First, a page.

In addition, Section 133 discusses the competence of accomplices. When an accomplice testifies, he should not be a co-accused who is being tried in the same case and is eligible to be sworn in.

A person who is an accomplice to a particular crime can provide evidence as a witness in a court, the judge here cross-checks the evidence and statements made by the accomplice. Statements presented by an accomplice should be relevant and related to the crime.

Is the accomplice witness trustworthy? 

An accomplice being a participant of the crime helps in the commission of an offense it makes him an untrustworthy witness and has an immoral character. 

The accomplice may lie in front of the court to get pardoned under Section 306 of the criminal procedure code; however, the court ensures that the accomplice witness shares information related to the case. 

When an accomplice testifies, it is not considered reliable evidence for a conviction and must be corroborated by additional pieces of tangible evidence. Section 114 of the Indian evidence act deals with presumption, the evidence provided by an accomplice cannot be believed until it is corroborated.

Sections 114 and 133 are important because they both address the same subject matter. The court may presume that an accomplice is unworthy of any credit unless corroborated in material particulars, as per Section 114 of the Indian Evidence Act.

A conviction of the accused based on the testimony of an accomplice is valid even if it is not corroborated in material particulars, according to Section 133 of the Indian Evidence Act. An accomplice must be a competent witness against the accused.

In the case of R vs Baskerville (1916); the guiding rules were led down in accomplice evidence, it included, confirmation, as related to a material circumstance of the crime confirmation, must be independent. Confirmation must be in some material particulars.

It is necessary to cross-check the statements given by the accomplice, whether they are true or not. Once the court figures out that the accomplice is telling the truth they put an end to cross-checking. 

There are two types of evidence that an accomplice provided:

  • The first one is the corroborating evidence that validates the truthfulness of the approver; and
  • The second that comes up for the conclusion to the corroboration in material particulars of both the commission of a crime and the other accused parties' participation in it.

Money mule an Accomplice:

A "mule" is a middleman who transports items or cash on behalf of a recompensed criminal. A mule may assist with delivery or smuggling in the drug trade. In credit card scams, a mule uses stolen credit cards to make purchases and then splits the money with the card thief. In all scenarios, mules often are aware that they are taking part in criminality.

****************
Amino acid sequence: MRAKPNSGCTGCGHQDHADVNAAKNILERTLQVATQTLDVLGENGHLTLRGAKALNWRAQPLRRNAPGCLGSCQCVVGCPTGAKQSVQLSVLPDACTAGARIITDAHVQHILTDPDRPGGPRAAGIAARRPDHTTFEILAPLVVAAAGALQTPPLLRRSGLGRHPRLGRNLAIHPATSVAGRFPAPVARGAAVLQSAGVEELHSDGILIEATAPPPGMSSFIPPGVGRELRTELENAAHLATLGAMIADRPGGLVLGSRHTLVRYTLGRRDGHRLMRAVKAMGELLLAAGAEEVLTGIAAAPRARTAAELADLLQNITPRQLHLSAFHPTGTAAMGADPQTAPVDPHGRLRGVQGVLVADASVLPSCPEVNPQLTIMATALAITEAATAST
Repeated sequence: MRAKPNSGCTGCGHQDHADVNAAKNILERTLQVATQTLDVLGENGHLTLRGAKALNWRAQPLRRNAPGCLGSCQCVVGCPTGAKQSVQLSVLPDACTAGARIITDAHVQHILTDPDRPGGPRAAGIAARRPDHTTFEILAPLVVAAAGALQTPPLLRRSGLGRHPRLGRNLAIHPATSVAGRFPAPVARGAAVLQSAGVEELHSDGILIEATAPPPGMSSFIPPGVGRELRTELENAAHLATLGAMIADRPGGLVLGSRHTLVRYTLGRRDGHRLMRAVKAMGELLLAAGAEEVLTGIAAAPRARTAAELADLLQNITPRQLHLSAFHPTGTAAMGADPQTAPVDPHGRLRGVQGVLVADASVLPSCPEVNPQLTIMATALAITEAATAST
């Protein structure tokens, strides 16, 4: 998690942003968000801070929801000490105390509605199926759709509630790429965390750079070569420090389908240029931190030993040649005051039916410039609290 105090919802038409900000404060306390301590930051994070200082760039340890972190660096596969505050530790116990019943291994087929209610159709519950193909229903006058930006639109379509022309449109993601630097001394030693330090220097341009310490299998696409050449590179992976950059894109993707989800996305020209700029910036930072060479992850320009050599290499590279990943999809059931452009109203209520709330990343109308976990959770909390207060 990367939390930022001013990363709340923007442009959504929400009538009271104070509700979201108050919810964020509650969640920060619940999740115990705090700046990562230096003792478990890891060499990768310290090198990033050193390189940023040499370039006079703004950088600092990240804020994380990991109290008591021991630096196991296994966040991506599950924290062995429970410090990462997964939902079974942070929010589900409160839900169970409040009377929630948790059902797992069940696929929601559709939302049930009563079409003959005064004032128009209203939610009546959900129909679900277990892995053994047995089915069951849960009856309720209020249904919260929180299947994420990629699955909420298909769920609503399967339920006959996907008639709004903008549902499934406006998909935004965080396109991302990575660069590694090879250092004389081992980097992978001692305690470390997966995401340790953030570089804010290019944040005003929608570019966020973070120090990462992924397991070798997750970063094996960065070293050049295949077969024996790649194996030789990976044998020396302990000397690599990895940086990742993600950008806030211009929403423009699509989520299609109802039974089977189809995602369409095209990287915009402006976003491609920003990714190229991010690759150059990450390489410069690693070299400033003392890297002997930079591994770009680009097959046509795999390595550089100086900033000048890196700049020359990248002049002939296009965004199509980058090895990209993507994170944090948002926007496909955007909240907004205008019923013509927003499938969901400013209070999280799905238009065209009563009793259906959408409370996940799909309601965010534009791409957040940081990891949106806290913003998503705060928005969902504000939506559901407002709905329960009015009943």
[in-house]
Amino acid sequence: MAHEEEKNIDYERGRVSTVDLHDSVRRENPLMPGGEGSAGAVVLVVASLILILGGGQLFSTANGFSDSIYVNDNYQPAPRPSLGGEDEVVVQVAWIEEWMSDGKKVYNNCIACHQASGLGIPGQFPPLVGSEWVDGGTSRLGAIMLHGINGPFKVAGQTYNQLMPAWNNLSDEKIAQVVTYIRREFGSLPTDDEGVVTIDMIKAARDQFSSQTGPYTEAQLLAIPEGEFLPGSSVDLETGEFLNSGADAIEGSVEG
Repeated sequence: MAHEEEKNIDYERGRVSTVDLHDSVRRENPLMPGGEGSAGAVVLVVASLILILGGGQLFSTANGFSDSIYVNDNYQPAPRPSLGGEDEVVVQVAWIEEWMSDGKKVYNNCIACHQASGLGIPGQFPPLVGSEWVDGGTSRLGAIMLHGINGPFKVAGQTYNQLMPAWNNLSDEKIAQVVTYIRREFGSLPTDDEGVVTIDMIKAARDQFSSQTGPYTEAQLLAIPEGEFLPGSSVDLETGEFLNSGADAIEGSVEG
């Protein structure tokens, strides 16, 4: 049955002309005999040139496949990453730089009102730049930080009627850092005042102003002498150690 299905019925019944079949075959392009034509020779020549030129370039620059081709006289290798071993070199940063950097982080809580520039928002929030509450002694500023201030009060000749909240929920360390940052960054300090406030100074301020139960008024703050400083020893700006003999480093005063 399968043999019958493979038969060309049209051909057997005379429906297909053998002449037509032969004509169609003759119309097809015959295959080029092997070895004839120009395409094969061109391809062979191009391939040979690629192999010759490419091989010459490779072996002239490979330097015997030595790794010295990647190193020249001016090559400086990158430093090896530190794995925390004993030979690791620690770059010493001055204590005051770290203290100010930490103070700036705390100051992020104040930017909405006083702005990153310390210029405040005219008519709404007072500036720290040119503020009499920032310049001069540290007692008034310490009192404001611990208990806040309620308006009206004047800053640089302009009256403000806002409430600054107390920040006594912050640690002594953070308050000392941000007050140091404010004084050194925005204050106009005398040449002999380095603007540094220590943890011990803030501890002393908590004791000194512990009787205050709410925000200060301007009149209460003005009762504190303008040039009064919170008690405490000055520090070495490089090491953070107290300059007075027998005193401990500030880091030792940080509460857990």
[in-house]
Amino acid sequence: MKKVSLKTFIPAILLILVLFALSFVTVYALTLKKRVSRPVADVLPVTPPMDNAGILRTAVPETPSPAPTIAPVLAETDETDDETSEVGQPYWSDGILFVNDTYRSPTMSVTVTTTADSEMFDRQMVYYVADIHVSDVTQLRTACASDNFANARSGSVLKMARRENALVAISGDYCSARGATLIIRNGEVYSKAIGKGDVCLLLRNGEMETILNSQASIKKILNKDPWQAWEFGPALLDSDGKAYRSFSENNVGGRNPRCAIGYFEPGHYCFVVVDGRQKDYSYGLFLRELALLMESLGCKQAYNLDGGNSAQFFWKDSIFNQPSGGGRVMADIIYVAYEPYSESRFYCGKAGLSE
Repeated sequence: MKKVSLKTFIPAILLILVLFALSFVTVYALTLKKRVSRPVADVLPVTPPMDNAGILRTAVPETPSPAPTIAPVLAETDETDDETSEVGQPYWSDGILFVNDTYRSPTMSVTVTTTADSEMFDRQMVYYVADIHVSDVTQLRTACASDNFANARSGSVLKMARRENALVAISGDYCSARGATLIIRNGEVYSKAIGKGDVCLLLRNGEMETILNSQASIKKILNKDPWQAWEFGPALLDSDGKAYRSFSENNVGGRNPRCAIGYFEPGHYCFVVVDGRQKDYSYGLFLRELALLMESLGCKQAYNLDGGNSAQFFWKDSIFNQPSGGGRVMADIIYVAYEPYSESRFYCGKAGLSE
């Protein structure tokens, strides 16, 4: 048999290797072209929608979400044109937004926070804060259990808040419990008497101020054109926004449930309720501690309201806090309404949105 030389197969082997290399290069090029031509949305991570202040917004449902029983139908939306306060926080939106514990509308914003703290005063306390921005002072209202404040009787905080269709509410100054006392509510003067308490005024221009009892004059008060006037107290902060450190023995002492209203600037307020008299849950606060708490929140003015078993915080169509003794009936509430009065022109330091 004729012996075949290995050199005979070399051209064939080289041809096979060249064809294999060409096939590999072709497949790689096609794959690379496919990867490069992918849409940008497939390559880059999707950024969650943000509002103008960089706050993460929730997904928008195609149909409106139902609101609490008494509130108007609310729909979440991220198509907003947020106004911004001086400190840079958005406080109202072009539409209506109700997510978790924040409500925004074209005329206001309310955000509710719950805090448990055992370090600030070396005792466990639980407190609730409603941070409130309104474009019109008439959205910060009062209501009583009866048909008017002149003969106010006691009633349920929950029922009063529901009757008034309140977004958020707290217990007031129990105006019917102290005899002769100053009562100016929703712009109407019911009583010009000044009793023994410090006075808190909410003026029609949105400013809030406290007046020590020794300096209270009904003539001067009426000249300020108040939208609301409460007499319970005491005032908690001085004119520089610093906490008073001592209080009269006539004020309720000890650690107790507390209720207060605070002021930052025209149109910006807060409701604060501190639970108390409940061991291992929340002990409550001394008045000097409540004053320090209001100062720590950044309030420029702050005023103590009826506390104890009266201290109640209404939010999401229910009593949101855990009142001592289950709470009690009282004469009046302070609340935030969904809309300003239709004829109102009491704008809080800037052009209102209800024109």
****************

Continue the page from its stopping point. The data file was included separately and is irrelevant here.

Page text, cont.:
A person who receives and transfers money from fraud victims is known as a money mule. Some money mules are aware that they are aiding in criminal activity, but some are not aware that what they are doing is aiding fraudsters.

Accomplice and Co-accused:

Co-Accused individuals are those who have been charged based on information from the other. The confession of a co-accused can be used against them as evidence in conspiracy trials, but generally, the testimony of the accused should not be taken into consideration because it is contaminated. After all, he was a co-conspirator in the conduct of the crime. 

However, Section 30 of the Indian Evidence Act of 1872 states that a confession that has already been proven in court may have an impact on the individual or another party who was involved in the case.

The testimony of an accomplice, which is assigned a higher probative value since it is given under oath and is subject to cross-examination, is treated differently from the confession of a co-accused.

The confession of a co-accused is rarely admissible as "evidence", it can only be taken into account in connection with other evidence in the case and cannot be used as the sole foundation for a conviction. However, just because a conviction is based on the unreliable testimony of an accomplice does not make it unlawful.